The insurgent accounts of witness
My war 1939-1945
The second September 1944.
After an almost one month struggling we are leaving - the rubble heap of the Old Town.
We were driven out to the Mariensztat Marketplace.
In front of us tank giants, Nazis with guns ready to shoot.
We were looking at each other...
Nuns with sad faces, delivered bread to Germans, canned food, poured coffee steaming with aroma.
They were eating...
The Mariensztat Marketplace onto which we were driven at the Old Town had been conquered by Germans
on the 2nd of September 1944
Maybe it was the time of our life?
It's difficult for me stand- the injured legs hurt, and so did the back from which some days earlier several dozen bomb shrapnels had been taken out.
Jadzia was short of strength - she hunkered down next to me and I looked at a doggy kept on a leash by a German standing astride.
- A beautiful doggy! - said Jadzka, stretching the hand into its direction.
The dog fixed its eyes on her, lifted up its ears in the direction of the voice so different from the sound of commands and orders that it used to obey.
I didn't like Jadzka's collaboration with the Nazi "doggy" - but still a dog was a dog and it didn't understand human matters.
She turned to me:
- Isn't it cute? - she asked.
- A Kraut mongrel! - I said with an anger.
- It's looking at me! - Jadzka didn't give up.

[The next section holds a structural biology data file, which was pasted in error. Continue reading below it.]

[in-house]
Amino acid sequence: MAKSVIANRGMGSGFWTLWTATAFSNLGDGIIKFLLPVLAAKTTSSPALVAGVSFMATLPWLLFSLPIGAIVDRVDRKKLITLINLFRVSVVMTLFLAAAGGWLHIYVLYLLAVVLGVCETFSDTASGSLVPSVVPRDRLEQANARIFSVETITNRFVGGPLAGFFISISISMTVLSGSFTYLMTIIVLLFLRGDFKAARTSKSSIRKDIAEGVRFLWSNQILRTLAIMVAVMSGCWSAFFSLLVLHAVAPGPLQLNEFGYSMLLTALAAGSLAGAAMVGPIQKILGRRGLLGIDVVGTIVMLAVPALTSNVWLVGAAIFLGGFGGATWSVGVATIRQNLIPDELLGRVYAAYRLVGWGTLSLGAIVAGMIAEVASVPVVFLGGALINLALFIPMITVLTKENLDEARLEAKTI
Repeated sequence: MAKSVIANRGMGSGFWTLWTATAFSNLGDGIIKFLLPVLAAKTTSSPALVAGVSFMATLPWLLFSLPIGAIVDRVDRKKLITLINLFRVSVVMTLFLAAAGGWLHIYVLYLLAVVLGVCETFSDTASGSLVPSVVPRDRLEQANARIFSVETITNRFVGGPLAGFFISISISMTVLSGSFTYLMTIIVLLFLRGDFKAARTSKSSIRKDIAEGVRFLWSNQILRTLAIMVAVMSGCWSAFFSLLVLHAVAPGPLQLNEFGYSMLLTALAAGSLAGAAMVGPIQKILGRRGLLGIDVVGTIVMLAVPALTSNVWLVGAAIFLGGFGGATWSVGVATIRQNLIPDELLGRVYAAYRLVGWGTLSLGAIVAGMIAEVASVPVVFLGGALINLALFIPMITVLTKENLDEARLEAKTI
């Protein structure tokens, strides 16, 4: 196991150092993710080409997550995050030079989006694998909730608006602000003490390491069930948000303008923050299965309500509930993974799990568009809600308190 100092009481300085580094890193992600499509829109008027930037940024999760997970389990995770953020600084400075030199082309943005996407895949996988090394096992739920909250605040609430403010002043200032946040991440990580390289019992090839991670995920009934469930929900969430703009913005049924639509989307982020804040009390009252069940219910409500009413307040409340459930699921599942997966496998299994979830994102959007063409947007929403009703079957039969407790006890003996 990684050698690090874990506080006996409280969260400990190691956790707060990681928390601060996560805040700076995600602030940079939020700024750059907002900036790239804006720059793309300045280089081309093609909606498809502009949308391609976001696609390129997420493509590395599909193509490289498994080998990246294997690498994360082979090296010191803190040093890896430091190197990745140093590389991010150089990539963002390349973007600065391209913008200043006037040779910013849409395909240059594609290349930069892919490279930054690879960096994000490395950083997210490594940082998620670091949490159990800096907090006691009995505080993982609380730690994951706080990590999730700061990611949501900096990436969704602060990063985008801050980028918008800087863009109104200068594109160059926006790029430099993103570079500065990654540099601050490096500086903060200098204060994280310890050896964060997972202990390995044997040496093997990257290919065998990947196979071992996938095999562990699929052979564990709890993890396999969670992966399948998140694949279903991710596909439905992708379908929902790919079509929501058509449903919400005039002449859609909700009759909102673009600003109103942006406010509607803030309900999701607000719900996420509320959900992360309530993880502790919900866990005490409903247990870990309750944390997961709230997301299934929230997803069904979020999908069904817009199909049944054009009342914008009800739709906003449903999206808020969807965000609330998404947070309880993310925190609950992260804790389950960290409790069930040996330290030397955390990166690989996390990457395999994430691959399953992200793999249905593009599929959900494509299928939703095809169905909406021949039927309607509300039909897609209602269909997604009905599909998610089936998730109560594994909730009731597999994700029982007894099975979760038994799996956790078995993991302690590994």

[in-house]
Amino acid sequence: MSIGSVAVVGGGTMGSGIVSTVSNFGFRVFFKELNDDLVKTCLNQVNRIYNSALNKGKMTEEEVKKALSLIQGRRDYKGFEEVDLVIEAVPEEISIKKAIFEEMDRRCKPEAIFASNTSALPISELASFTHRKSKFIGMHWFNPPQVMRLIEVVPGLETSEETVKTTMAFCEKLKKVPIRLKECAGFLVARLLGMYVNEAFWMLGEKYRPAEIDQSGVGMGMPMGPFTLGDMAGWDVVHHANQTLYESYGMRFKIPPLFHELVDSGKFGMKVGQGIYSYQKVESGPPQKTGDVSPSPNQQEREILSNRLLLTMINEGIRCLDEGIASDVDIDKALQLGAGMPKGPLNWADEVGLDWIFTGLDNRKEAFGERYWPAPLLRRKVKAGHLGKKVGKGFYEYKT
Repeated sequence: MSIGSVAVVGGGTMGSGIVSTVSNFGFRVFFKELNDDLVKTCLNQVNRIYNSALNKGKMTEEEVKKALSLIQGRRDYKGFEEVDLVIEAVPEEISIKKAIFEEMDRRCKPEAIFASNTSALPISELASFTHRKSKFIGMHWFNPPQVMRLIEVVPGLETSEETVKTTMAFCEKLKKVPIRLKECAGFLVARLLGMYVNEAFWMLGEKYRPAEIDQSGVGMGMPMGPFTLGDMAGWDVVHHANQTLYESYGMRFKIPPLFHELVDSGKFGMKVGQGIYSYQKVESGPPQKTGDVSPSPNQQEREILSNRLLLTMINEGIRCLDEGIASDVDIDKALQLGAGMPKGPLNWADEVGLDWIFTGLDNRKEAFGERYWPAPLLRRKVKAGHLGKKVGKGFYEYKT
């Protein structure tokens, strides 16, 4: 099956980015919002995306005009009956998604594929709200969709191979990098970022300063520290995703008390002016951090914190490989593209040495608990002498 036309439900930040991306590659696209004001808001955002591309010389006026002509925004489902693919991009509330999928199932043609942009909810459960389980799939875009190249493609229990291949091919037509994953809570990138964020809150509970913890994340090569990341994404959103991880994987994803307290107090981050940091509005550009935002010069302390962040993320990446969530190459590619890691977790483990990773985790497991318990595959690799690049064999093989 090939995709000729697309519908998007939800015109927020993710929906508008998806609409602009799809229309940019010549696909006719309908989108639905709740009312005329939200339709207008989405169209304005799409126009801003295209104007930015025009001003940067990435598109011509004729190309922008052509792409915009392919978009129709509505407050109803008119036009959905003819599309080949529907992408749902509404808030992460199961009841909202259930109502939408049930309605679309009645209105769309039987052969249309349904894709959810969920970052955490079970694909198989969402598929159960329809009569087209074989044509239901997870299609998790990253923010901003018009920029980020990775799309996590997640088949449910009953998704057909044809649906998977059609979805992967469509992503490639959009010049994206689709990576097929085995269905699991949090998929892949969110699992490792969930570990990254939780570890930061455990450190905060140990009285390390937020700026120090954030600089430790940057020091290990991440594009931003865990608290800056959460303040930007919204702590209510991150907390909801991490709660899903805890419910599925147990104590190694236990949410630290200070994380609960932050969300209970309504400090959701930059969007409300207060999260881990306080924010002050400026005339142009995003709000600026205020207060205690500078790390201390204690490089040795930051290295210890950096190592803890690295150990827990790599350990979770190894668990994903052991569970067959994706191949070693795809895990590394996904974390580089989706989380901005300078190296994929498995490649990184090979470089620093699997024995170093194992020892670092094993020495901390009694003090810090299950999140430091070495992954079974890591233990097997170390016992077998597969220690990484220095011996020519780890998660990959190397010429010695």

The German that kept the dog was looking at her as well.
I didn't trust either the dog or the Kraut whose unshaven face with a deep scar on the chin aroused disgust in me.
On the square every now and then a new group of people escorted by soldiers were arriving.
The tank crew standing closest to us was preparing for the departure. The motor whirred, ejecting a cloud of fumes. Outshouting one another black-dressed Germans got inside, sat on the armour-plate and moved on, turning into the direction of Vistula. Only then I heard Jadzka say something to me - looked at her and saw that two, maybe three steps in front of her a bar of chocolate was lying.
Not right away did I realize that "a good" German in this way gave chocolate to Jadzka - she wasn't interested in his behaviour nevertheless.
I thought it would be better to disappear from the Kraut's eyes when a small Asia cried behind us. Mum couldn't calm her.
Jadzka turned to Asia, looking at her with compassion...
Suddenly she rose from a squatting position ran to the chocolate and when she stooped down for it I saw with a horror that the dog body got straightened up like a spring, which with one jump caught Jadzka, and white, bared fangs crushed her tiny hand!
Jadzka didn't even have enough time to scream!
Some people threw themselves into her direction- ignoring the dog and the German's screams they carried her into the middle of standing people.
The German dragged the thrashing about Alsatian directing at us Schmeisser barrel.
I hurled at the German all curses that I had heard in life! They tried to hush me up - everyone looked in our direction, to men with difficulty dragged me backwards. On the pavement there stayed the crushed chocolate...
I met Jadzka after fifteen years. I recognized her from the injured hand - she was a shop-assistant in "Delikatesy" (a grocer's shop). Her mother died, father was found in Canada. For years she'd been trying to join him and finally she succeeded...
in our times
drawn up by: Maciej Janaszek-Seydlitz
translation: Małgorzata Szyszkowska
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